Area Forecast Discussion
Issued by NWS Louisville, KY

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681
FXUS63 KLMK 250306
AFDLMK

Area Forecast Discussion
National Weather Service Louisville KY
1006 PM EST Sat Feb 24 2018

.Forecast Update...
Issued at 1006 PM EST sat Feb 24 2018

SPC has issued a Tornado Watch for much of central and southern
Kentucky ahead of a squall line moving in from the west. The line
had been showing various LEWPs and bowing segments as it crossed
from Missouri into the lower Ohio Valley. The best chances for
tornado spin-ups from here forward will be in the southern two tiers
of counties north of the Tennessee border in region of very strong
shear and weak instability. KLVX and KOHX VWPs have been showing low
level winds increasing as the low level jet moves in and
intensifies.

Torrential rain and severe flash flooding are also expected,
especially across southern Indiana and north central Kentucky.
Louisville, with its reduced drainage efficiency typical of urban
areas, has already seen severe flooding. With the new downpours
working in, severe to potentially catastrophic flash flooding will
be possible. It is in everyone`s best interest to not be out on the
roads as this very heavy rain moves through the Louisville metro,
southern Indiana, and north central Kentucky.

Issued at 736 PM EST Sat Feb 24 2018

...FLOODING THREAT WILL INCREASE OVER THE NEXT SEVERAL HOURS...

...SEVERE THREAT REMAINS FOR THE LATE EVENING/OVERNIGHT HOURS...

At 7pm strengthening low pressure was near the western tip of
Illinois with a warm front reaching east into the Ohio Valley
roughly along I-64. The front has been lifting north as its parent
low lifts quickly on its way to the upper Great Lakes.

A cold front dropped from that low southward through the Ozarks to
east Texas. That cold front will sweep through the region tonight,
accompanied by a line of strong, possibly severe, storms.

Though instability will be weak, low level shear will become
extremely strong as the low level jet cranks up this evening /50kt @
925, 70kt @ 850, 0-6km bulk shear 60-70kt/, leading to the
possibility of squall line tornadogenesis into the overnight hours.

Flash flooding will also be a major concern. 1hr FFG values are
under an inch in many locations, especially along and north of I-64.
Severe flooding has already taken place in metro Louisville. When
the line of strong storms comes through it will produce intense
rainfall rates that will generate rapid nighttime flash flooding. It
will also generate quick rises on small creeks and streams.

&&

.Short Term...(Tonight through Sunday night)
Issued at 200 PM EST Sat Feb 24 2018

...SIGNIFICANT FLASH FLOODING RISK THIS EVENING AND TONIGHT...
...SEVERE THUNDERSTORMS LIKELY THIS EVENING AND TONIGHT...

A potentially significant weather event will unfold across central
Kentucky and southern Indiana over the next 12-18 hours.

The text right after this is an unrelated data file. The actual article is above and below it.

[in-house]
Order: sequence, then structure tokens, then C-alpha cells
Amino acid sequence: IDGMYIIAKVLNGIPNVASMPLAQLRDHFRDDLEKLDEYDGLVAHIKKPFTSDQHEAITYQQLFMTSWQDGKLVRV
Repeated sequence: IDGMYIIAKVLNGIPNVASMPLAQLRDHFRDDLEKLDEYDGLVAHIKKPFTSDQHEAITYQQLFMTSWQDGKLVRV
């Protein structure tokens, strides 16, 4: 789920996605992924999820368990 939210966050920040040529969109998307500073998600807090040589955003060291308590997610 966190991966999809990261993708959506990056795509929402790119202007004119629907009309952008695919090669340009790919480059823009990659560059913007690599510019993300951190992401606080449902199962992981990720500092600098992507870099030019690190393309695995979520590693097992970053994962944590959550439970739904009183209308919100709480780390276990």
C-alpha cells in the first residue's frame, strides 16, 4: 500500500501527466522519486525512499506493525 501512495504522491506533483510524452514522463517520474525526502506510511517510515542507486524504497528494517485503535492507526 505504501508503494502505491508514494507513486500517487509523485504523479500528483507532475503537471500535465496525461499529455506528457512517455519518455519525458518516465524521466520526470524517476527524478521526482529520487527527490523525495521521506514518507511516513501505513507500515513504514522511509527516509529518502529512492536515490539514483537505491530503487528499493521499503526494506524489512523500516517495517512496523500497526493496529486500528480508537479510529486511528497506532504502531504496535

***Flash Flooding Potential***

First, antecedent conditions have primed the area for a significant
flash flooding risk. The past 4 to 7 days most of the area has
picked up well over 5 inches of rain, especially along the Ohio
River counties. Latest flash flood guidance shows 1 to 3 hour values
of 1 inch, or less, in many areas. Some of these values may not be
representative given the significant river flooding ongoing and high
backwater flooding. Basically, the area can`t take much more water
and the rare WPC high risk highlights well the greatest risk.

The latest hi-res models show convection moving into central KY and
southern IN beginning mid/late afternoon on the nose of the
increasing 850 mb moisture transport. This convection will be along
the axis of high PWATs, and this morning`s OHX sounding 1.43 inches
was near a record for the month of February. Warm cloud depths are 3
to 3.5 km, which is extremely significant for mid/late February.
Basically, the atmosphere has rare amounts of moisture and the
thunderstorms will be extremely efficient rain producers.
Showers/thunderstorms are expected to train along the stalled warm
front, which will likely be along the I-64 corridor through late
this evening.

Additional rainfall amounts of 1.5 to 2 inches are expected with
localized higher amounts a certainty. 4 to even 6 inch amounts not
out of the question across north-central KY and parts of southern
IN. Extreme care and attention should be given to any areal flood or
flash flood warnings that are issued. Remember, flash flooding is
the leading cause of weather related deaths in the United States!

***Damaging Wind / Tornado Potential***

Latest mesoanalysis shows the 1000 mb surface-based CAPE line now
creeping into southern Kentucky where the dewpoints have risen into
the mid 60s. Visible satellite imagery from GOES-East shows pockets
of clearing across middle TN and south-central KY which has allowed
temperatures to climb into the low/mid 70s.

Regional radar shows a few lines of convection beginning to develop
across western KY and extreme southwest KY, that will move
east/northeast into parts of the area by mid afternoon. As this
convection grows in the increasing unstable environment and
interacts with the warm front, will have to watch for severe threat
potential through this evening. A window for a small (but increased)
tornado threat will occur with these storms as they still remain
surface based within the warm sector and the LLJ begins to ramp up
and lead to increased clockwise low-level hodographs (i.e.,
increased storm relative helicity).

Then, later this evening into the overnight hours, the second wave
of severe weather is anticipated. Deep layer and low level shear
increase substantially during the overnight hours ahead of the line,
with 0-6km shear approaching 60kts while 0-1km shear approaches 40-
50kts. While instability will remain low (<500J/KG), it will
probably be sufficient to keep storms strong to severe along/west of
I-65. As they pass east of I-65 into the Bluegrass region,
instability wanes, and most models weaken the line. With such a
strong low level wind field, straight line damaging wind gusts will
be the most likely severe threat. With very saturated soils, would